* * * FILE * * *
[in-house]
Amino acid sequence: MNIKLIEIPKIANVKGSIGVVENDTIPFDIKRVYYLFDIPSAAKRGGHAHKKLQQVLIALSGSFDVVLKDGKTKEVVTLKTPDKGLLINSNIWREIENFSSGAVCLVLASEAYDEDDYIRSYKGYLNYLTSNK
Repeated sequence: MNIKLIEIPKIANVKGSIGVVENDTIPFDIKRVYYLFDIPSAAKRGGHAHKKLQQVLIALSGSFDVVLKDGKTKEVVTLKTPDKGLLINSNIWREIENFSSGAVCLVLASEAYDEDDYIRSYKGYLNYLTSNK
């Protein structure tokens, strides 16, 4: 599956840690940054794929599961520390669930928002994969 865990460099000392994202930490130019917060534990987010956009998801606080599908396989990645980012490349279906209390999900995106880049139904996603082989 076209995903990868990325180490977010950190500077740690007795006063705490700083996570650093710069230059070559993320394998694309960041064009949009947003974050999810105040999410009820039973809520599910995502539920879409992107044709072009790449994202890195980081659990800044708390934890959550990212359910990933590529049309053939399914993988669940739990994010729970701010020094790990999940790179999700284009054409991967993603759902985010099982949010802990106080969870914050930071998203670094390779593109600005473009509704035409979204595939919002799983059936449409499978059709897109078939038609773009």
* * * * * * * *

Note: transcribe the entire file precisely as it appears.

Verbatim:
[in-house]
Amino acid sequence: MNIKLIEIPKIANVKGSIGVVENDTIPFDIKRVYYLFDIPSAAKRGGHAHKKLQQVLIALSGSFDVVLKDGKTKEVVTLKTPDKGLLINSNIWREIENFSSGAVCLVLASEAYDEDDYIRSYKGYLNYLTSNK
Repeated sequence: MNIKLIEIPKIANVKGSIGVVENDTIPFDIKRVYYLFDIPSAAKRGGHAHKKLQQVLIALSGSFDVVLKDGKTKEVVTLKTPDKGLLINSNIWREIENFSSGAVCLVLASEAYDEDDYIRSYKGYLNYLTSNK
């Protein structure tokens, strides 16, 4: 599956840690940054794929599961520390669930928002994969 865990460099000392994202930490130019917060534990987010956009998801606080599908396989990645980012490349279906209390999900995106880049139904996603082989 076209995903990868990325180490977010950190500077740690007795006063705490700083996570650093710069230059070559993320394998694309960041064009949009947003974050999810105040999410009820039973809520599910995502539920879409992107044709072009790449994202890195980081659990800044708390934890959550990212359910990933590529049309053939399914993988669940739990994010729970701010020094790990999940790179999700284009054409991967993603759902985010099982949010802990106080969870914050930071998203670094390779593109600005473009509704035409979204595939919002799983059936449409499978059709897109078939038609773009």